Getting a big package of singles in the mail is always exciting, especially when you're not expecting them. It's bittersweet to open the box and realize that these are the last singles overseen by the late Windian Records' head honcho, Travis Jackson. Jackson died unexpectedly earlier this year when hit by car as he worked on a road construction crew. Looking at the note, which was right on top of the stack of singles when I opened the package, I basically burst into tears. Now, I don't claim to have known Jackson very well, but he'd been helpful with providing some promo stuff for review and play on the podcast, and every interaction I had with him was kind and excited and full of life. It's strange to think that a man who I never met in person would be missed so much, but Jackson's verve for music and excitement for what he was doing with Windian was infectious, and you wanted him to succeed. Eric Brady will continue the label on, and the music looks to be coming strong. Out of this stack of singles, there's not a one that didn't grab me in one way or another. Top of the list has to be Mrs Magician's "Friday Night" b/w "Crosses" single. It was part of the second Windian Single Series, and it's a masterful piece of reverb-drenched surfy power pop. It sounds like summer. Comparisons to the likes of Dum Dum Girls and New Pornographers are inevitable. However, who cares? Because both of those bands are wonderful. I want to put "Friday Night" on a mix CD in my truck and drive around listening to it while drinking lemonade at 2 o'clock in the morning. The flip, "Crosses," ups the surf angle, and jangles its way through three minutes of the catchiest anti-established religion cut you've ever heard. "Crosses" twangs and harmonizes everywhere you'd want a song to do so, and works in girl-group (by way of dudes) "sha-la," "woo-hoo," and every other onomatopoeic vocal affectation in the book. [embed]https://soundcloud.com/windian-records/mrs-magician-friday-night[/embed] While not reinventing their sound with every new release, the Ettes manage to tweak it just enough to sound fresh and interesting. The last thing I'd heard from them was the gothic country of "Teeth," and it was a full switch from their second album, Look At Life Again Soon, which featured the frantic stomper "Crown of Age." I just never know what to expect from the trio, other than it'll be fucking good. The a-side cut's a little more loose and hazy than we've heard from the Ettes before, and it's fucking great. "Girl I'll Never Be" is darker and more ominous than the a-side, with the bass distorted to the point of almost breaking. It pulses, while the guitar cuts right through in counterpoint. The Ettes spin it around in a whirl of declination, going down into a dark hole of contradictory shouts. [embed]https://soundcloud.com/windian-records/the-ettes-cry-on-my-shoulder[/embed] The Ar-Kaics are previewing their forthcoming Windian LP (although neither of these tracks on on it), with these two primitive bangers. Snotty vocals, simple pounding drums, and basic churned-out guitars suddenly give way on "Why Should I?" to a surprisingly catchy chorus, replete with an equally-catchy guitar line. "Slave to Her Lies" is a little less poppy, sounding like a dark mirror image of the Turtles' "Happy Together." It's almost as if the relationship in the Turtles song has long since gone sour, for reasons of infidelity and distrust. It stomps along, nearly dirge-like, punctuated by shouted "SLAVE!"s, for its entirety. Dark, dirty, dirgy, and damned good. [embed]https://soundcloud.com/windian-records/ar-kaics-why-should-i[/embed] This bit of Dictators worship from D.C.'s Killer Bees, Buzz'n the Town, has a lot in common with most punk songs about television. Be it "TV Party" or "Television Addict," the songs have a glee about them, even as they denigrate that about which they sing. The kick drum hits with a flat thud, pegging out the meters, and lending a strange metronomic effect to an otherwise propulsive cut. The guitars rip along, and you know this was a pogo cut in its day. [embed]https://soundcloud.com/windian-records/killer-bees-tv-violence[/embed] The flip's very much in the same vein, chooglin' along like an amped-up southern r&b act, but manages to throw in some nice stop-and-start "I like it! I love it!" breaks, as well as a solid guitar solo for the bridge. Wish the ending "rock & roll hangover" bits could've been more harmony or more shouted, rather than some half-assed middle ground, though. Is there a bad Penetrators recording? I mean, I know they all sound like crap -- seriously, for all of the Mummies' claims, the Penetrators are the real kings of budget rock -- but the band's songs always manage to have something about them. "Shopping Bag" is nasal, and the attempt at a guitar solo is almost laughable, but damned if this tinny piece of schlock isn't going to worm its way into your head almost immediately. [embed]https://soundcloud.com/windian-records/the-penetrators-shopping-bag[/embed] "Everybody Needs Lovin'" might've been recorded in a closet by mentally deranged individuals, but it's still danceable in its own weird way. The guitar solo succeeds more on this side, but Syracuse's finest fascinate in spite of possible displays of technical proficiency. It's mainly due to a spoken word intro and outro that makes no sense, but sounds cool, like an avant-garde take on the Blues Brothers' version of "Someone to Love." All of the singles are available for purchase from the Windian Records store.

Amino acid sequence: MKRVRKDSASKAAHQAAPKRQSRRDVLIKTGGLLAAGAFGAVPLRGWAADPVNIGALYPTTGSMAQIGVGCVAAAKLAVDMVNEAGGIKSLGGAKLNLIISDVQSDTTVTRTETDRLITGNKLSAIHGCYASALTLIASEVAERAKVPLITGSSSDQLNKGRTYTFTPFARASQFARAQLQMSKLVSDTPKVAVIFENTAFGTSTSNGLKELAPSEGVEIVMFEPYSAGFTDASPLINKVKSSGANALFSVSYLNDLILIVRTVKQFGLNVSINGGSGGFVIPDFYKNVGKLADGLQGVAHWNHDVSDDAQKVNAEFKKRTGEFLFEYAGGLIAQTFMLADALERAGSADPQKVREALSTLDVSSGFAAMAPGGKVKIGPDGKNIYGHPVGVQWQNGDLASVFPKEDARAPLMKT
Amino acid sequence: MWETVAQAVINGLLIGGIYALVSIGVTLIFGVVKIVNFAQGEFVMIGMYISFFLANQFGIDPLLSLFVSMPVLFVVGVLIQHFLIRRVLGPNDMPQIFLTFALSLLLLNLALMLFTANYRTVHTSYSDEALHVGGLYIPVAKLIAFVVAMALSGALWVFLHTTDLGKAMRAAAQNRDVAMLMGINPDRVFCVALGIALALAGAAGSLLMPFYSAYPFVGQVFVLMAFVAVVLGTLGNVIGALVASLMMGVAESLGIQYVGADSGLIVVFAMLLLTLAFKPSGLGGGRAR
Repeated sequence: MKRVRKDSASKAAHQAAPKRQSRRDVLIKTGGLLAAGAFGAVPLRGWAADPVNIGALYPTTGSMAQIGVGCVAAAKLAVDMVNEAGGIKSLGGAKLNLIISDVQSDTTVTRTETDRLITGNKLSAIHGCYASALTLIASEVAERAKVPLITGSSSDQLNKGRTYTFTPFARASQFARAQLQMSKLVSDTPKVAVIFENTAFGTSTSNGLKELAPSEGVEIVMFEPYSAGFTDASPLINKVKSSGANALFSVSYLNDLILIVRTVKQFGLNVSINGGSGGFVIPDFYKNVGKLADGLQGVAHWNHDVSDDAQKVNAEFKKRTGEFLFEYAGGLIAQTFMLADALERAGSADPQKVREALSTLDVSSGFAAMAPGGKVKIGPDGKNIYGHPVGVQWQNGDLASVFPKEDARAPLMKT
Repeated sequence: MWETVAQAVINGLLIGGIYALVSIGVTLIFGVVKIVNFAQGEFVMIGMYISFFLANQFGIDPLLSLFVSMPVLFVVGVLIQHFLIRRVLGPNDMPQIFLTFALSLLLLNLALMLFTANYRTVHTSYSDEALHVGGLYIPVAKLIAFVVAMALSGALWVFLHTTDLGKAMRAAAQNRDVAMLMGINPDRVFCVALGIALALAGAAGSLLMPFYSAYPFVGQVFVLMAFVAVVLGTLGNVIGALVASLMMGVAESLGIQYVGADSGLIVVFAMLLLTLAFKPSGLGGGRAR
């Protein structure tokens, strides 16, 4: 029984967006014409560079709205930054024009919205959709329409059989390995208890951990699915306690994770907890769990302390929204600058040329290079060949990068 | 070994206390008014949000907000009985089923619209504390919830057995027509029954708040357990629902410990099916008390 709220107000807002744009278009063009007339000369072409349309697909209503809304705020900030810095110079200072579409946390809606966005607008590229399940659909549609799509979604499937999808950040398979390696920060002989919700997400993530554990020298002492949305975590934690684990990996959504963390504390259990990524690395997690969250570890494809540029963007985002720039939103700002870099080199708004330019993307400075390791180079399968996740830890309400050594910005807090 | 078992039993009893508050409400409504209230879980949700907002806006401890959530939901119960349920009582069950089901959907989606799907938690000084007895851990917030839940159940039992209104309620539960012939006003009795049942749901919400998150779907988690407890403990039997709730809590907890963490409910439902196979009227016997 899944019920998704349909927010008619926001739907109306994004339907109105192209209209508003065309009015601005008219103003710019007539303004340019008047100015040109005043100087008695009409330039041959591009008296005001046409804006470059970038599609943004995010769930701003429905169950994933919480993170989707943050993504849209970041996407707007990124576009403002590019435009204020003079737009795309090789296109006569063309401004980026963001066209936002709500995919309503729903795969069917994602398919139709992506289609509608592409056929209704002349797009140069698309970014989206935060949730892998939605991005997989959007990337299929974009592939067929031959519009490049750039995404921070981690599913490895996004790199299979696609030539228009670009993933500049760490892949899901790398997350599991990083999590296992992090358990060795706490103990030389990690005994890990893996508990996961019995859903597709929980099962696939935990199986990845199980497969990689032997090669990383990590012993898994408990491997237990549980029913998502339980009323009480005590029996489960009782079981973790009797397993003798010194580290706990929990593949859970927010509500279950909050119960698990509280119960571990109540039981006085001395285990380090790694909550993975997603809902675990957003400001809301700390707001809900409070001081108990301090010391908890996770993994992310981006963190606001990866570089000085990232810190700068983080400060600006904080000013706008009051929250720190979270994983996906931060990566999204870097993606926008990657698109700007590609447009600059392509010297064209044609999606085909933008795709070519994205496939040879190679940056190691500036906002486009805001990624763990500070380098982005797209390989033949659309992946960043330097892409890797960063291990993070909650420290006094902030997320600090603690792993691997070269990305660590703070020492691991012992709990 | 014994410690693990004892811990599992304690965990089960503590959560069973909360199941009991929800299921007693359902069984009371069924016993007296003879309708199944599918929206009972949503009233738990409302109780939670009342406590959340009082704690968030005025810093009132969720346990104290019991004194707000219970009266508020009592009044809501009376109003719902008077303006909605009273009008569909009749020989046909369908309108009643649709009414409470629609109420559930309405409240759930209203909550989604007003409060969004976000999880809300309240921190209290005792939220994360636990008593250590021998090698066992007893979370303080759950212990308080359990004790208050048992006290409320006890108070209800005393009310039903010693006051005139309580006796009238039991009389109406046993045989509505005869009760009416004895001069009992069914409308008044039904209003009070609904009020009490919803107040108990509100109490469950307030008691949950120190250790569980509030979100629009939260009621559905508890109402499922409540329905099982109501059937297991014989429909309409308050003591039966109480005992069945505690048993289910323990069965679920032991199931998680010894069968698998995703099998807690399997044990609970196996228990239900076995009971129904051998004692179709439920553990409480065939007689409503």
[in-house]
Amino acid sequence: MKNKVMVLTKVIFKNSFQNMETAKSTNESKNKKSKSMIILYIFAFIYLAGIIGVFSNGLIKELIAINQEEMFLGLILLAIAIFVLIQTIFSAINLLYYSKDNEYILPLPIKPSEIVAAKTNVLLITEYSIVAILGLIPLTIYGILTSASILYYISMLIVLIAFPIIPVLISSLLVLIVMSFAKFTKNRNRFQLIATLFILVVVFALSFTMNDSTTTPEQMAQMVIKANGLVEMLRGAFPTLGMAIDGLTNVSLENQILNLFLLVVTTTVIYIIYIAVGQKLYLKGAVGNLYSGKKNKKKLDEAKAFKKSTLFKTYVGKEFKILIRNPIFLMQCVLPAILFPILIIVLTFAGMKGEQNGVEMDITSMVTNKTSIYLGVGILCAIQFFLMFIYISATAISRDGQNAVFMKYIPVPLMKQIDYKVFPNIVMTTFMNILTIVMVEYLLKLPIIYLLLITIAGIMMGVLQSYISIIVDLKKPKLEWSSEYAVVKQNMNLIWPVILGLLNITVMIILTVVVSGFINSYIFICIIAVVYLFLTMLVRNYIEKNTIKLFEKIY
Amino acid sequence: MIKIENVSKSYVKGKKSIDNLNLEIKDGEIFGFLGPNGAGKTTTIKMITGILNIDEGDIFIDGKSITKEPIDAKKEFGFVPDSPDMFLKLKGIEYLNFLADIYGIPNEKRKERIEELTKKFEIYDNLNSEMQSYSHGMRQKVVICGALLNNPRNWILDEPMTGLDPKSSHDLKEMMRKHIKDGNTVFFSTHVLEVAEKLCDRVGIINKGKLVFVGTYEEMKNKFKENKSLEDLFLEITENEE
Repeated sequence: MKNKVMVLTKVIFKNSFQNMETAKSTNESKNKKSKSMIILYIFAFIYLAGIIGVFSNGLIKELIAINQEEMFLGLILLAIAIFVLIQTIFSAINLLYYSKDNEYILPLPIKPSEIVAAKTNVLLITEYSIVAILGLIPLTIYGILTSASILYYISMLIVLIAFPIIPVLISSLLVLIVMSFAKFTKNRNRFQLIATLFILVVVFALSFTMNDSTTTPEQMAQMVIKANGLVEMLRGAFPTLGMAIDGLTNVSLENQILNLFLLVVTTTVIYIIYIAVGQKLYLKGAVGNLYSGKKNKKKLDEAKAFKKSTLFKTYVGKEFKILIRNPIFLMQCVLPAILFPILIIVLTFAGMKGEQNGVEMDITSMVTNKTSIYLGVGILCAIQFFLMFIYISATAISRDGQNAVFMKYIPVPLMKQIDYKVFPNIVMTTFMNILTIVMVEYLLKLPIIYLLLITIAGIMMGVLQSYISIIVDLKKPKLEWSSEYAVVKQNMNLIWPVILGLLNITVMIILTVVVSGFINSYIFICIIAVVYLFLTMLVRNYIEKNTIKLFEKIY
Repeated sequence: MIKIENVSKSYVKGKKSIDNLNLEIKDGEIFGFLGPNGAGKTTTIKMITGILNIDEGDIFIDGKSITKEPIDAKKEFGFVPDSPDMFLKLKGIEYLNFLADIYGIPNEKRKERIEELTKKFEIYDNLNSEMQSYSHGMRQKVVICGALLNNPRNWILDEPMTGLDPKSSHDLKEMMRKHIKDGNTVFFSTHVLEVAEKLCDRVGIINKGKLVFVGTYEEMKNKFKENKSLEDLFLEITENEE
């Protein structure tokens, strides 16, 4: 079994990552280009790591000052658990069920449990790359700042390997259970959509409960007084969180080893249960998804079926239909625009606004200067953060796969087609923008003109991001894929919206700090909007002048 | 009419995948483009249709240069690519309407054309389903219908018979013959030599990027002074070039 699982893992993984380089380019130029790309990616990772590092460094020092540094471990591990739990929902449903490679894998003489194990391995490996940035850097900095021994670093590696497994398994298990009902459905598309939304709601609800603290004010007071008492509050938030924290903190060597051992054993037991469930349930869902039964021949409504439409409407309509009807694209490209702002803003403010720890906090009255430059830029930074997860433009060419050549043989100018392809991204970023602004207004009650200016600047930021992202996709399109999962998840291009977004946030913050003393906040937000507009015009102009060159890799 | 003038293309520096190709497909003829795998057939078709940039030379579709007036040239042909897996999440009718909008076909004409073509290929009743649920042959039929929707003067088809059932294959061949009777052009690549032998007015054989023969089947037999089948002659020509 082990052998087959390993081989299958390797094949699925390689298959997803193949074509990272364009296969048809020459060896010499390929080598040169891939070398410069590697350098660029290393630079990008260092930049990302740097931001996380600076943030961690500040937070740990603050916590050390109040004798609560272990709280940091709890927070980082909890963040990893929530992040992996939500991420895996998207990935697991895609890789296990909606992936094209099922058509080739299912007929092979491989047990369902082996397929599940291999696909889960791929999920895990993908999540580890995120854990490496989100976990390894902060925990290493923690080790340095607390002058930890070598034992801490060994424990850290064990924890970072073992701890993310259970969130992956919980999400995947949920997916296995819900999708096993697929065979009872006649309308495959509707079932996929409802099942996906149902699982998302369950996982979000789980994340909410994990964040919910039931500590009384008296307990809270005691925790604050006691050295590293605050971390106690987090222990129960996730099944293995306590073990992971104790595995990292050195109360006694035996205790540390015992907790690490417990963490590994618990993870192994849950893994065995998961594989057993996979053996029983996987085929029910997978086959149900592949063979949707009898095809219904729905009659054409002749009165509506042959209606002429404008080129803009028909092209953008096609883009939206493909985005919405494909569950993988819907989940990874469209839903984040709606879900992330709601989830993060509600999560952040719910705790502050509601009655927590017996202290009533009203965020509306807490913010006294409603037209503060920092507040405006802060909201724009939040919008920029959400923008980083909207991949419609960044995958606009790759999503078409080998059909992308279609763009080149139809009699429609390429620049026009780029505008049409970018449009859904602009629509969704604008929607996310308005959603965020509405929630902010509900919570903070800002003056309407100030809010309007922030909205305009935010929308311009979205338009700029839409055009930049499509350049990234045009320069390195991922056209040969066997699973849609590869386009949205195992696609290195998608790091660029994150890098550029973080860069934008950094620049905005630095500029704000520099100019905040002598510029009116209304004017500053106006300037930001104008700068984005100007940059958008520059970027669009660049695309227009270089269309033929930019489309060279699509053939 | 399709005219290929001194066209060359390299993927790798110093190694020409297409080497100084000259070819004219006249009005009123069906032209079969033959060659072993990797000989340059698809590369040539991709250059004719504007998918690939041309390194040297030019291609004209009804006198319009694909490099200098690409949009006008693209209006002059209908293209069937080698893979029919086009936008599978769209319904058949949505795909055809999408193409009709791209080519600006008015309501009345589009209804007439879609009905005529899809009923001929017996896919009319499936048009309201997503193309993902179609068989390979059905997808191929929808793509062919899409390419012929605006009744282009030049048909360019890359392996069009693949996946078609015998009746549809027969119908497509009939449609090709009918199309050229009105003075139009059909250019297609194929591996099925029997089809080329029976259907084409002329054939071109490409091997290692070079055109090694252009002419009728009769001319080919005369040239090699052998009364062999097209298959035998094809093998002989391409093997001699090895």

Three upcoming singles from Slovenly Records, as well as one (PUFF!) on their new imprint, Mondo Mongo. These all came into my inbox at the same time, so they're all getting reviewed simultaneously. Each review was limited to a certain amount of space, and I kept to that, in the interest of brevity. The Anomalys - "Deadline Blues" b/w "No More!" Ignore the a-side, which is pretty rote, even though there's a nice reverb on the guitar tone. The vocals are so high up in the mix as to irritate, especially given the tone-deaf delivery. The crazed drumming and insistent background vocals on "No More!" make it the far more interesting track on here. It's frantic and the surf bridge makes it completely danceable. You can freak the fuck out on that one. PUFF! - Identitätsverlust Behind all the weird synth work, guitar insanity, and otherwise is a steady, motorik / mechanical beat. This German group might operate like Devo on speed, but there's a solid foundation behind all three songs that keep them from collapsing into complete messes. "Routine" is the least outre of all the tracks, yet manages to use its simplicity to provide a severe and claustrophobic discomfort. Thee MVPs - "Oh Sally" b/w "Amok Time" Jangly, shaggy garage at its most simple might not be breaking any new ground, but Thee MVPs know how to rope you in and keep your attention. "Oh Sally" is bright and sunny, "Amok Time" is a little darker and intense, and any song that uses Kirk battling Spock as an analogy for troubles in a relationship is aces with me. The wails and guitar workout in the last minute make this one a real winner. I also like the fact that these folks don't fade out -- both songs end with these great little codas. Useless Eaters - Desperate Living Synth-y, Spits-y garage. It's dirty, like the contacts on Useless Eaters' electronics haven't been cleaned in a while, giving everything a patina of filth. I love the fact that the combined running time of both songs on the flipside is less than that of the title cut. "Desperate Living" takes its time and stretches out, but "Dungeon" and "I ThinK She Wants to Find Out positively revel in their brevity. "I Think..." even throws in a solo at the end, as if to say, "Oh, we've plenty of time." You can preview a track from each of these releases at the Slovenly Bandcamp page.